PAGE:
CRAIGHEAD COUNTY, AR (KAIT) - Deputy Sheriff Jamey Carter with the Craighead County Sheriff's Department is a DARE officer.
"Our last vehicle we had for about eight years," Carter said. "It was just time to get something new. The other had quite a few miles on it. After we talked about a new one, the motor went out on the other one!"
The vehicle they have now is a Dodge Ram pickup.
"The DARE vehicle is very important," Carter said. "It's eye-catching. So when I'm driving around town or just patrolling and going from place to place it reminds people of the DARE program and the kids see it and they love the truck."
DARE stands for Drug Abuse Resistance Education.
The Craighead County Sheriff's Department has helped bring the program to the Craighead County School Districts for over 20 years.
"We go into the schools," Carter said. "We talk to the kids about drug use. And DARE has kind of changed over the last few years. Now, we teach them more about making good decisions. We teach them how to make decisions in small areas and then at the end of the class we throw a drug situation at them. And usually they start saying things like, 'Why are there drugs?' We tell them to hang on and slow down and that if they made a good decision with something small can we not apply those same principles to make a decision in something big? And you just see the light bulbs going off in their heads."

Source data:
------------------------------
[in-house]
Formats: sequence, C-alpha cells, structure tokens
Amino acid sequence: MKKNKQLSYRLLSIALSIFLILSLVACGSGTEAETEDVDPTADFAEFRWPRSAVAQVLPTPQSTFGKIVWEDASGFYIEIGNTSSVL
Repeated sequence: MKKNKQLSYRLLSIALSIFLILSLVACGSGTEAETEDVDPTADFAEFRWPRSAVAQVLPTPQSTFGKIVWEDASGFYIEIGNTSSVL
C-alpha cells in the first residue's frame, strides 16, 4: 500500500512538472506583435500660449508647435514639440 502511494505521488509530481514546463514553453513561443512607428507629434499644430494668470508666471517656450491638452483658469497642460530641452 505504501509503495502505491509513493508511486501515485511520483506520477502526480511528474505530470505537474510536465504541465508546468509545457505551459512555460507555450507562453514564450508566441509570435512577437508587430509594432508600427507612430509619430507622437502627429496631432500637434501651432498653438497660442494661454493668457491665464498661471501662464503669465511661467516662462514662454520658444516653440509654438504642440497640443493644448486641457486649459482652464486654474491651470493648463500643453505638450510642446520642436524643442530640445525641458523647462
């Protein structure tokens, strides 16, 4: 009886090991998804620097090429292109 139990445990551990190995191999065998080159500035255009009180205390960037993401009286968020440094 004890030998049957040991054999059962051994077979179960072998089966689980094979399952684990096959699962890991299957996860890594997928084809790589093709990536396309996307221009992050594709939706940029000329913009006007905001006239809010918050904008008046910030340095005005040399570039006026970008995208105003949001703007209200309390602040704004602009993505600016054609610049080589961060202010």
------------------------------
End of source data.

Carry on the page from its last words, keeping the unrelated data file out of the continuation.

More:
But drugs aren't the only topic of discussion.
"We talk about bullying," Carter said. "How to report bullying. How to stop bullying. We talk about stress and how to get rid of it. Good decision making, consequences, peer pressure. We cover a whole lot of things. But it's all wrapped around learning how to make good decisions and applying it to your life. Staying away from drugs and violence."
Five schools in Craighead County currently participate in the DARE program.
Carter said he taught around 1,200 students in Craighead County this year.
For more information about the DARE program, click here.
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